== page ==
Meet the Scientists, How Plants See the World

Meet the Scientists, How Plants See the World

This month, a group of research students and postdocs developed an interactive workshop exploring the world of plants. This workshop was taken to two events: one with a local Brownie troop and then to a Meet the Scientists event at the World Museum in Liverpool. We came up with the activities by first identifying interesting facts about plants that we wanted to communicate, and built the activities up from there. The three key things that we highlighted were circadian rhythms, leaf adaptations, and the importance of soil pH.

Circadian rhythms are an internal mechanism that acts like a body clock, which plants use to survive. To introduce this complex concept to a young audience, we created a card pinwheel that showed the times at which different flowers open. This idea was based on the concept garden designed by Carolus Linnaeus in 1751. The pinwheel contained outlined drawings of flowers that could be coloured in by visitors whilst the demonstrator chatted to them about circadian rhythms. Our card Linnaeus clock is available to download here.

Linnaeus

To demonstrate that plants can recognise the pH of the soil that they are in, we brought some pH indicator that had been made using red cabbages. Red cabbage indicator is purple at a neutral pH, but can change to bright yellows and pinks on the addition of household substances such at lemon juice or washing powder. Visitors were encouraged to test the pH of a selection of different items, as well as testing soil samples. Photographs of hydrangeas were on display to show how drastic an effect soil pH can have on plants.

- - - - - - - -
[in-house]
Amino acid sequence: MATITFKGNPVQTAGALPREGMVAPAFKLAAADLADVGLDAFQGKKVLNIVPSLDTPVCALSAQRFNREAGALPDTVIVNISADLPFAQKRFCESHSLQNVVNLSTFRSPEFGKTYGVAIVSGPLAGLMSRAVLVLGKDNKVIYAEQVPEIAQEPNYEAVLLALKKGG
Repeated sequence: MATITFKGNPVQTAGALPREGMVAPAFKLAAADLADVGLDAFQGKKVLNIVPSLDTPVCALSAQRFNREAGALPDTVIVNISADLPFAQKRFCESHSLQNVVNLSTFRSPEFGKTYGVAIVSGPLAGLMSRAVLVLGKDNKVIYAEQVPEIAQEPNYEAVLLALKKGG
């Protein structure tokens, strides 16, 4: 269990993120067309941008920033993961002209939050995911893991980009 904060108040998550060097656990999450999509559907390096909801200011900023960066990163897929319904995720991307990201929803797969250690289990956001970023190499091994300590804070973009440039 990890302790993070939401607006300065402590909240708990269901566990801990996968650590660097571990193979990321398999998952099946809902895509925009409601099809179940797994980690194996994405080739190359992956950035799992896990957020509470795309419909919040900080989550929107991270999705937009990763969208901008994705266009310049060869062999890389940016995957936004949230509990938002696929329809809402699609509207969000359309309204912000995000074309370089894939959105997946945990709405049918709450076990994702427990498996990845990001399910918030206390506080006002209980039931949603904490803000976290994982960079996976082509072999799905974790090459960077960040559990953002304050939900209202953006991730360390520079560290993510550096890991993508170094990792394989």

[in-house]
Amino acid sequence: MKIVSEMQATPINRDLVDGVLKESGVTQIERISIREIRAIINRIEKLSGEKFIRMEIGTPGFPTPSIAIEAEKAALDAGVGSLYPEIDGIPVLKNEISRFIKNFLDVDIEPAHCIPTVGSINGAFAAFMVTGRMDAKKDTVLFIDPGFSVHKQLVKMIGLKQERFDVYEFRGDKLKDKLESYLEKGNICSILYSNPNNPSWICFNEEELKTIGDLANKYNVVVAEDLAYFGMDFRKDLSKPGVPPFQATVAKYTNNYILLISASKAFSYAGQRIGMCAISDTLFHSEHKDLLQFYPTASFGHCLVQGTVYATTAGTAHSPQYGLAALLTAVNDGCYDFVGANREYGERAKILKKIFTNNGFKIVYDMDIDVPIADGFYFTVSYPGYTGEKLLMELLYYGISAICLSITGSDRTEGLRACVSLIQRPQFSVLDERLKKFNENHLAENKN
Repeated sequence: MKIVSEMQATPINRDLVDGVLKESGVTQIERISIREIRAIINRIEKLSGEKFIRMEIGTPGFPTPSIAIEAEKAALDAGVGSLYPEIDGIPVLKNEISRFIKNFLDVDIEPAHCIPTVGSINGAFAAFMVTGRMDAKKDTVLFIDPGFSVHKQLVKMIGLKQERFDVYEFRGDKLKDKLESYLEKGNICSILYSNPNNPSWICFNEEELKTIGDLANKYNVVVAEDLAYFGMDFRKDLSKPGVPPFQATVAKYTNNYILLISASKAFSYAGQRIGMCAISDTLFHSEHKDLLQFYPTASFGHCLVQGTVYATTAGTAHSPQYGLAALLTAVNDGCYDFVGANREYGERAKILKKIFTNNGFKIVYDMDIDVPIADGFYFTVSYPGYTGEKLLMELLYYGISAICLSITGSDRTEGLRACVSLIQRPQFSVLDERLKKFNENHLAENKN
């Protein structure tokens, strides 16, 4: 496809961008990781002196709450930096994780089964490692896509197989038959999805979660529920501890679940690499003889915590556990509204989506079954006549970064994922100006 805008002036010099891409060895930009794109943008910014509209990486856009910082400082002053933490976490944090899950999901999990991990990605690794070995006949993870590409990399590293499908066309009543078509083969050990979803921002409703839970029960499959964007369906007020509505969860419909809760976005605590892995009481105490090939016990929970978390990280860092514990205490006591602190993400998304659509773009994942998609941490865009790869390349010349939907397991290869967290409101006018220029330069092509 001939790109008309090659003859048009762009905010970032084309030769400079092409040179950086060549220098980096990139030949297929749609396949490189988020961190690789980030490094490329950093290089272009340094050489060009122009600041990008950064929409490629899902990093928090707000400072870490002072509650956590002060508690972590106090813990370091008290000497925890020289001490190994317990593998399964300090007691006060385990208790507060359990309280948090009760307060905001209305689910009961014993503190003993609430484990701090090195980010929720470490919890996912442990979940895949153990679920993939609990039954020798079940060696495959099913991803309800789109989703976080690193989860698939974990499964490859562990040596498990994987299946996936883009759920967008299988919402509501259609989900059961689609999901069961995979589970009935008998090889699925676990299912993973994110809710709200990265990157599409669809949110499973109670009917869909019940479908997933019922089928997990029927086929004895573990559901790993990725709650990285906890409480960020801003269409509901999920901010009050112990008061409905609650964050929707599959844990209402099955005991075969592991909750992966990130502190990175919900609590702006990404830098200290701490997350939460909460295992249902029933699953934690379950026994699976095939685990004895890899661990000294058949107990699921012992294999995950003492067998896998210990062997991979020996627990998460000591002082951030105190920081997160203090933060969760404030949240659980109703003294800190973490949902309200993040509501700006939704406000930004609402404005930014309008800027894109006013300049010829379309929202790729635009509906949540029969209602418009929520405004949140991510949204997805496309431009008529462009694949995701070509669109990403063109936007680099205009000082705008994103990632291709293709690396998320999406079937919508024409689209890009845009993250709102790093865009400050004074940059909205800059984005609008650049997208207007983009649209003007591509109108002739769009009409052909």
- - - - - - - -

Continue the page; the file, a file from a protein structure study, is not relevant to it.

pH

To demonstrate leaf adaptations, we took a two pronged approach. For older children and adults, a microscope was available to look at details such as veins and stomata on leaves from a variety of plants including local deciduous trees, an ornamental conifer, and a Christmas cactus. While some of the visitors enjoyed looking at the leaf structures, it became clear that some aphid eggs found on a sycamore leaf was more interesting! For the younger visitors, materials for making leaf rubbings were provided. By making leaf rubbings, we were able to encourage the younger children to look at the leaves more closely and to examine their different shapes. We then cut their leaf rubbings out and attached them to headbands, something which helped draw more people to our table.

Headband

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